The WPI community has seen many newcomers in the past couple of months. In addition to the new faculty and staff, as well as the Class of 2022, Katie Elmes and Jenna Noel-Grinshteyn of the STEM Education Center and Office of Pre-Collegiate Outreach have welcomed two new members to campus from AmeriCorps VISTA (Volunteers in Service to America). Thanks to the work of VISTA members, WPI will be able to further expand its impact in K-12 STEM education throughout the local Worcester community.
Although WPI has worked with the VISTA program in the past, this is the first time Elmes and Noel-Grinshteyn have worked with the program, after learning about it from Kathy Chen, executive director of the STEM Education Center.
“When Kathy arrived on campus a year ago and saw some of the work we were doing, she thought it would be a good fit for us, too,” Elmes explains.
And she was right; after an extensive application process, two VISTA members, Matthew Alvarado-Ross and TJ Madan, started their year-long service work initiative.
Made possible through a three-way partnership between AmeriCorps, Campus Compact of Southern New England, and WPI, AmeriCorps VISTA members and their sponsoring organizations are committed to what’s referred to as capacity-building service work, joining forces with local communities to help eradicate poverty and acting as catalysts for change.
Alvarado-Ross and Madan have STEM backgrounds, and although neither have necessarily ruled out going into industry in the future. Both care deeply about making STEM education accessible for all, which is what led to their work with the VISTA program and partnership with WPI.
Making STEM Accessible for All
In the Office of Pre-Collegiate Outreach, Madan is working with Noel-Grinshteyn and her team to research how they can more effectively build up the STEM pipeline of students attending summer and academic year programs and ultimately applying to and enrolling at WPI. Building this pathway for students whose identities have historically been excluded from STEM careers is particularly important.
“Anecdotally, we know it’s happening, but he’ll be doing research and working with folks doing outreach, trying to find ways to make these events more known to those in the Worcester community who need it most,” Noel-Grinshteyn explains. “If we can’t get them into these early outreach programs, it gets really hard for them to see themselves in these roles as they approach college age.”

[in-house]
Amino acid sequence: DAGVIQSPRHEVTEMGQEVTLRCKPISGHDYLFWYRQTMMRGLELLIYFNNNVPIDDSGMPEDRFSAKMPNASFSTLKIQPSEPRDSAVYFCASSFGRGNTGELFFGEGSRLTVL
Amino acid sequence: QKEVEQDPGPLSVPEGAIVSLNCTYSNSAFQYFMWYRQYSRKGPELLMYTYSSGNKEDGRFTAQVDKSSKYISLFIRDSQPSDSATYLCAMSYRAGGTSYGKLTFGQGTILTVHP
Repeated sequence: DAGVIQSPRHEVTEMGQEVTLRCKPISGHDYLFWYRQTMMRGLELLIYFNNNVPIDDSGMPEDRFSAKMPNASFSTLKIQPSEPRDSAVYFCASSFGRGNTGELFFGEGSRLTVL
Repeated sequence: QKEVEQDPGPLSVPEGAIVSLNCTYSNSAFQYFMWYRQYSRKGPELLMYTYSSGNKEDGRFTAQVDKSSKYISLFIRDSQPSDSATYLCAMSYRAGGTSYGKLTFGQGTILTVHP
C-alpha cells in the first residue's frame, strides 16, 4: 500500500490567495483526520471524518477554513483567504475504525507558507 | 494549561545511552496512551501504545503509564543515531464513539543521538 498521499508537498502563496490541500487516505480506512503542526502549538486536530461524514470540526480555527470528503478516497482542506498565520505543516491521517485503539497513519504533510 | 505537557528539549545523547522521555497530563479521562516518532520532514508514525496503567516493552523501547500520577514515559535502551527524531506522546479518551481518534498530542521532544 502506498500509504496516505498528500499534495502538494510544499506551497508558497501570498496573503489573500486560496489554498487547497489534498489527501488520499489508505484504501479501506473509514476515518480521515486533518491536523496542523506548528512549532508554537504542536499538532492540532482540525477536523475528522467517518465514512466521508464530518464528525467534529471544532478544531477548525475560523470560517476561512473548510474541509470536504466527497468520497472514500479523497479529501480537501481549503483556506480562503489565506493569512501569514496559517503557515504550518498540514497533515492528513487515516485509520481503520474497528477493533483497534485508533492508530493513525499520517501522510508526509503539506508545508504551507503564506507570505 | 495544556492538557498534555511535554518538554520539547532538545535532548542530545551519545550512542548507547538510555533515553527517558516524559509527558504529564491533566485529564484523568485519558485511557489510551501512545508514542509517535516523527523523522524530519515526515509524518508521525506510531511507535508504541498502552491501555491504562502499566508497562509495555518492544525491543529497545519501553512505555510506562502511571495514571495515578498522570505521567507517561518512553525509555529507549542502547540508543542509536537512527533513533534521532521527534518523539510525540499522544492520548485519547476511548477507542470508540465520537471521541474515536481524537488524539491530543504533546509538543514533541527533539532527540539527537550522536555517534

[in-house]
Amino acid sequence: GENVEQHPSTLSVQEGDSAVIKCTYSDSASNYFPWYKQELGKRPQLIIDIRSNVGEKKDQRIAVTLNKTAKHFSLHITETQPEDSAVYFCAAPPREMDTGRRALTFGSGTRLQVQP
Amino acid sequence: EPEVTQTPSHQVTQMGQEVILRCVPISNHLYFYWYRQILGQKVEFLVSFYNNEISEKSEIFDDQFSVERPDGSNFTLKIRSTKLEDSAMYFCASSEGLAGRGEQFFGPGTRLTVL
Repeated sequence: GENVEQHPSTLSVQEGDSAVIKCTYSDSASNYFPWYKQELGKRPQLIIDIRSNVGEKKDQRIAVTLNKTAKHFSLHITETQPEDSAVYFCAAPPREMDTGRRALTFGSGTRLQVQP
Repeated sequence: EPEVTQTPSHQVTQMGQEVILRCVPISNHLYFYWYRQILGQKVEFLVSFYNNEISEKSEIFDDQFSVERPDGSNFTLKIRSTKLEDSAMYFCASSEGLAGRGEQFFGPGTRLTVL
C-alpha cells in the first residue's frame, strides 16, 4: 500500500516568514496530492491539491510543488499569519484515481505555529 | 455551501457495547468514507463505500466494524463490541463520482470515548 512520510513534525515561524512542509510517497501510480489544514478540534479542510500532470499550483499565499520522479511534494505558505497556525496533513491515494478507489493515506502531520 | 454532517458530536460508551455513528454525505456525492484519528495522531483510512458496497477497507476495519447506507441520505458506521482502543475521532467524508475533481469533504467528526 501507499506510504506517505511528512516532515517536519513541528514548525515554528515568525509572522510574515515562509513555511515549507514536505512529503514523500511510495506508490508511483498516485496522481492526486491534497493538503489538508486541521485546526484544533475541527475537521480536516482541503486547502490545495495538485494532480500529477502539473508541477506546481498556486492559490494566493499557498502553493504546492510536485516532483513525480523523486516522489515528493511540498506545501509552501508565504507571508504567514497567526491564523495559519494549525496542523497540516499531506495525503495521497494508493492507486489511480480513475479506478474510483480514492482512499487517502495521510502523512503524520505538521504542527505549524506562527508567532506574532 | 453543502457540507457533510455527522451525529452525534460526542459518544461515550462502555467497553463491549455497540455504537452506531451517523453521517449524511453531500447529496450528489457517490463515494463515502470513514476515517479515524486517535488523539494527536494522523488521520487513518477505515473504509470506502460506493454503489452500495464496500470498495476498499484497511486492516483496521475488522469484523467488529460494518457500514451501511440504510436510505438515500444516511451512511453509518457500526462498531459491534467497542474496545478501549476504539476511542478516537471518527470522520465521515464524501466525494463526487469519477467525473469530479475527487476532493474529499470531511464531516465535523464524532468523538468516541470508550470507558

Alvarado-Ross is working with Elmes and her team, expanding local collaborations with community partners such as the Boys & Girls Club and Worcester Public Schools. In her new role as director of equity access and community, Elmes is especially grateful for the assistance he provides.
“There’s also a need for this type of work. It’s invaluable, and the things they’re doing aren’t going unnoticed. They’re going to make a real impact.” -Katie Elmes
“Having Matthew join us has allowed us to say yes to some interesting, creative ideas with community partners that we might not have had the capacity to do right away,” Elmes says. “It’s really exciting to be able to kick off more work around PreK-12 education and equitable access.”
While some projects can be completed within their yearlong timeframe, they’re also building the foundation for future successes and achievements, which Elmes says will ultimately lead to a larger infrastructure being built off of their work.
“Lots of grants will ask certain questions, and we won’t have the metrics for them,” Noel-Grinshteyn says. “[Matthew and TJ’s] work will give us the opportunity to offer programs and offset costs for students in communities where poverty is an issue, helping us break down those barriers to get them here.”
“We’d love to see more people on campus applying to VISTA,” Elmes says, adding that she’s had faculty members approach her with more ideas on how Alvarado-Ross and Madan could further contribute during their time at WPI, something she encourages. “It’d be great to not just build a VISTA community here ... there’s also a need for this type of work. It’s invaluable, and the things they’re doing aren’t going unnoticed. They’re going to make a real impact.”
- By Allison Racicot